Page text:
Capstone: The capstone course serves as the culmination of the communication conventions in the discipline. Students will be immersed in a specific area of scholarship, will read, analyze and finally produce research relevant to the topic of the course. All seniors must enroll in a senior capstone course. The course must be in one of the two subfields pursued in the major. Capstone seminars in American Politics, International Relations, and Comparative Politics will be offered every year. The capstone in Political Theory will be offered every other year. Students who are unable to take the Political Theory capstone in their senior year may enroll in it in their junior year.
Honors: Majors with a 3.67 grade point average in the major are invited to pursue Honors by completing a major research endeavor and maintaining the 3.67 GPA at graduation. The Honors project will be completed within the student’s capstone and the student will work with the faculty member responsible for the capstone.
Off Campus Courses: Students are encouraged to pursue off campus programs. Political Science course credit will be given to those courses that are consistent with the department’s subfield designations. Political science courses taken off campus will satisfy 200-level requirements only, and only two political science courses taken off campus can satisfy major requirements.
Internships: Students are encouraged to take internships for academic course credit, but they are graded S/U and do not fulfill any major requirements. Students need to work with the Center for Career Development and consult with a faculty member on the nature of the internship and its academic requirements.
Individualized Study: Individualized study provides an excellent opportunity for students to work with a faculty member on an important political topic and produce a significant research paper. Students need to consult with a faculty member on choosing the topic and arranging the requirements of the course. Individualized Study is graded A-F, is calculated in the major grade point average, but does not fulfill any major requirements.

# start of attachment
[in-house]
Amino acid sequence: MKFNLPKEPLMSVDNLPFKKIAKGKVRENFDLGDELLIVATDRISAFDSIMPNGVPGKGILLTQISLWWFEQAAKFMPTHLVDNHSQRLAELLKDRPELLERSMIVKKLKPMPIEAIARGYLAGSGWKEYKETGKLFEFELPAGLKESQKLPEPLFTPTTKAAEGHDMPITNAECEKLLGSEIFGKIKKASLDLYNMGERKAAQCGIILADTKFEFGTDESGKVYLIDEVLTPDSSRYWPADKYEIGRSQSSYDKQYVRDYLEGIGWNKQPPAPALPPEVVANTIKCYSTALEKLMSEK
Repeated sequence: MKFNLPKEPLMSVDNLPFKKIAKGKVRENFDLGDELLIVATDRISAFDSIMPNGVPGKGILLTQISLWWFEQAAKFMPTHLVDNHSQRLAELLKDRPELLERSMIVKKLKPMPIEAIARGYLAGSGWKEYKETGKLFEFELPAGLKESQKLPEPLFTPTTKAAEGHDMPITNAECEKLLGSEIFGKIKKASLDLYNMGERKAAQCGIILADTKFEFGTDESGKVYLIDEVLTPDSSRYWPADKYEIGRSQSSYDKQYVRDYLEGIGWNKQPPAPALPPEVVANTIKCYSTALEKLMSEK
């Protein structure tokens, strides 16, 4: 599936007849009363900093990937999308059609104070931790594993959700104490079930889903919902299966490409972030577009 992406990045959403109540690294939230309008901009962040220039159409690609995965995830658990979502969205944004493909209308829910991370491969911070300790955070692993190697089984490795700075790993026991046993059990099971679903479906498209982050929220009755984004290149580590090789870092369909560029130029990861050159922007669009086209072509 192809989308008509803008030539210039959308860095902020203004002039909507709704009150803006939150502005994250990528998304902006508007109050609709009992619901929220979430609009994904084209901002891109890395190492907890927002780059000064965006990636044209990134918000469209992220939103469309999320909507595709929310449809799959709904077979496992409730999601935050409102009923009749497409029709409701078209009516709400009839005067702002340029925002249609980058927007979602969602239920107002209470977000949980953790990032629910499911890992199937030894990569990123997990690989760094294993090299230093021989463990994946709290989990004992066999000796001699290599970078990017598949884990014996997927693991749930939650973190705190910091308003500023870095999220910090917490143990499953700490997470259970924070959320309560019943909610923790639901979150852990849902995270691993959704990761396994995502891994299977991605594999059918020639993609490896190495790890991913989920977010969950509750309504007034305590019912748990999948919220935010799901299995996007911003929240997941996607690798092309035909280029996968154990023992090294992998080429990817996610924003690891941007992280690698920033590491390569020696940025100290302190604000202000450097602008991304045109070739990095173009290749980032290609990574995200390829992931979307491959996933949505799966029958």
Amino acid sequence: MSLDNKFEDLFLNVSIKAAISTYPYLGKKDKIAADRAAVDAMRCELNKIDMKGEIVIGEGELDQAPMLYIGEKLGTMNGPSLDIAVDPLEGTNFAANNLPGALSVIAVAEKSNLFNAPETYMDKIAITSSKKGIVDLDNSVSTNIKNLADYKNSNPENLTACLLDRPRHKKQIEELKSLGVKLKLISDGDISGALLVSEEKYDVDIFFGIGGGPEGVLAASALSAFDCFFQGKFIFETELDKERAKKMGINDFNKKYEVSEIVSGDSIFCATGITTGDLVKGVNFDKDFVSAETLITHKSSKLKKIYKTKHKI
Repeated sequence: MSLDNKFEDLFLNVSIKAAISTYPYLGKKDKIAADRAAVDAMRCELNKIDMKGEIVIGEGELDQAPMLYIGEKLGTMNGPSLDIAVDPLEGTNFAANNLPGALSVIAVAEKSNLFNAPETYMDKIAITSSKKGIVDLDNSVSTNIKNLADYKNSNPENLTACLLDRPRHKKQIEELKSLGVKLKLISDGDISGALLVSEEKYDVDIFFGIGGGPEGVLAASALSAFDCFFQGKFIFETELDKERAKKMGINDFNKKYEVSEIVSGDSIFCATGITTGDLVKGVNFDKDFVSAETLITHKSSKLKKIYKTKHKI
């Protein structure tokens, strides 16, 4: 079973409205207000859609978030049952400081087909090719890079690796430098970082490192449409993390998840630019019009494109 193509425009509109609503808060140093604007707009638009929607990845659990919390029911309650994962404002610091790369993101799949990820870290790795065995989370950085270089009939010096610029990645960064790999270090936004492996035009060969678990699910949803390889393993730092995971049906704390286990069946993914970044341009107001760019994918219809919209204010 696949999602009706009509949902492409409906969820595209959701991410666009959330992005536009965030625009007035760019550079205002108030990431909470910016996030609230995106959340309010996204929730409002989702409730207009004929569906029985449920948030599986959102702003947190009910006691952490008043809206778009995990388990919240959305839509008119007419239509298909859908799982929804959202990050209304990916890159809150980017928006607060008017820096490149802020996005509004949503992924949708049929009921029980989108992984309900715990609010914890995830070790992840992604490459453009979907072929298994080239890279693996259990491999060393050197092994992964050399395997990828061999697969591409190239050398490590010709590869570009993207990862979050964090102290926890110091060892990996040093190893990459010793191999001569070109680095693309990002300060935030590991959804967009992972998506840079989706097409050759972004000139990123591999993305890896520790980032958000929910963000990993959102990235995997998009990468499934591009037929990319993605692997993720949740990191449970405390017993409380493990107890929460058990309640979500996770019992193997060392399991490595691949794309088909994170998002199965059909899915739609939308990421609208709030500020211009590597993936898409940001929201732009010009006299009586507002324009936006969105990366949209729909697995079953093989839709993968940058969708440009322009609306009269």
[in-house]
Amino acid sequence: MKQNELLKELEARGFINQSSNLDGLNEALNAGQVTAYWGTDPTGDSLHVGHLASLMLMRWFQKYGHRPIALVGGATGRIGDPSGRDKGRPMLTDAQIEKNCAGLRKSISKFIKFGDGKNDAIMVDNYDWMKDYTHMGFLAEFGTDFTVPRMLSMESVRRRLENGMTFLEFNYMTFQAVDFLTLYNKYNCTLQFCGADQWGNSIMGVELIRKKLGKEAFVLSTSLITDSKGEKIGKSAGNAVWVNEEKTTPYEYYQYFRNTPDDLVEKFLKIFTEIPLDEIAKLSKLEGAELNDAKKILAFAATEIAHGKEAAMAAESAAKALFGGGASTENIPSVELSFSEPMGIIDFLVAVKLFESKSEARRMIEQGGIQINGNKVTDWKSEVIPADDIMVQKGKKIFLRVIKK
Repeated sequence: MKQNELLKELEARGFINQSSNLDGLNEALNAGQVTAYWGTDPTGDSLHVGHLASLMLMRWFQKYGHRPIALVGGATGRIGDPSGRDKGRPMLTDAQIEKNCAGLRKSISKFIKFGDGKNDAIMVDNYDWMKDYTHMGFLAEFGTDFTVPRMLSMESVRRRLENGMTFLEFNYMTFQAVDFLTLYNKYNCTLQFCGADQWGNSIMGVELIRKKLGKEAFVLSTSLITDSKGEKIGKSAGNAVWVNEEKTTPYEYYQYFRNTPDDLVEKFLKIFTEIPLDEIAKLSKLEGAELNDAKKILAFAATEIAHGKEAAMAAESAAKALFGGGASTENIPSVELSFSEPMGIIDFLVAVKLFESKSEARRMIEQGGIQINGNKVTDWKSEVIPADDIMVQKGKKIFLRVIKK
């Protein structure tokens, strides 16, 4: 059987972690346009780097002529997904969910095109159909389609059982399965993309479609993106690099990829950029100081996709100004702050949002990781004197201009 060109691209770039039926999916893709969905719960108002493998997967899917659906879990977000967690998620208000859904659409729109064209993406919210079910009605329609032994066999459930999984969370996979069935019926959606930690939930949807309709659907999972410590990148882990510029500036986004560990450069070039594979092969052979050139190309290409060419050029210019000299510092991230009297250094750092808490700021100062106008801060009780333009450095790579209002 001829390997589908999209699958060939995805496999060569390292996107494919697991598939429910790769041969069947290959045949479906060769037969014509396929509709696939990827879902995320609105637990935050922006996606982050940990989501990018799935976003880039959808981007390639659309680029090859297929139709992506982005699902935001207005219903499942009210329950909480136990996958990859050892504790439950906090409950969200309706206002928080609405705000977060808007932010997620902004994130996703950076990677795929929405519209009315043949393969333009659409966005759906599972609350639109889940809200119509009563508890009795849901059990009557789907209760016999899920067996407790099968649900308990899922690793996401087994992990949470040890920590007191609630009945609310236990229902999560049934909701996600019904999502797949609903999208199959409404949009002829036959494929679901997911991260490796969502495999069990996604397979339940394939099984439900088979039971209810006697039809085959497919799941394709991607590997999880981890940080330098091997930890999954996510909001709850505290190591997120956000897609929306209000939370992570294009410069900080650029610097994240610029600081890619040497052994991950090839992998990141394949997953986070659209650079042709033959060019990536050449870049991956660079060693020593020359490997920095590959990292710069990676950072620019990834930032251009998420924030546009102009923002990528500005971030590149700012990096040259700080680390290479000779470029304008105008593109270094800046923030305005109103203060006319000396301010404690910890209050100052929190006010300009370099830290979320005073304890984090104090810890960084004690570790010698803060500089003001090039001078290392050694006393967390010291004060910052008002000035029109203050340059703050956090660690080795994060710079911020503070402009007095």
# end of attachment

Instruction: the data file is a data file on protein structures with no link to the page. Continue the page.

Students intending to minor in political science need to understand the subfield orientation of the minor as well as the minor requirements. Prof. Roy Dawes is the department advisor for the minor and students should consult with him on choosing courses to fulfill the minor requirements.
The minor in political science consists of six courses in political science. All minors specialize in two of the four subfields in political science; therefore they should give considerable thought to which subfields they pursue as they complete the minor.
Introductory Courses: Minors are required to take two of the four introductory courses. The options are: Political Science 101 American Government; 102, Introduction to Political Theory; 103 Introduction to International Relations; or 104 Introduction to Comparative Politics.
Advanced Courses: Minors are required to take four courses at the 200 or 300 level that are consistent with the subfields chosen at the introductory level. These courses cannot all fall in the same subfield. The usual sequence of courses is two courses in each subfield but some students take three in one and one in the other. Students may substitute POL 215 Political Research Methods for one of these courses.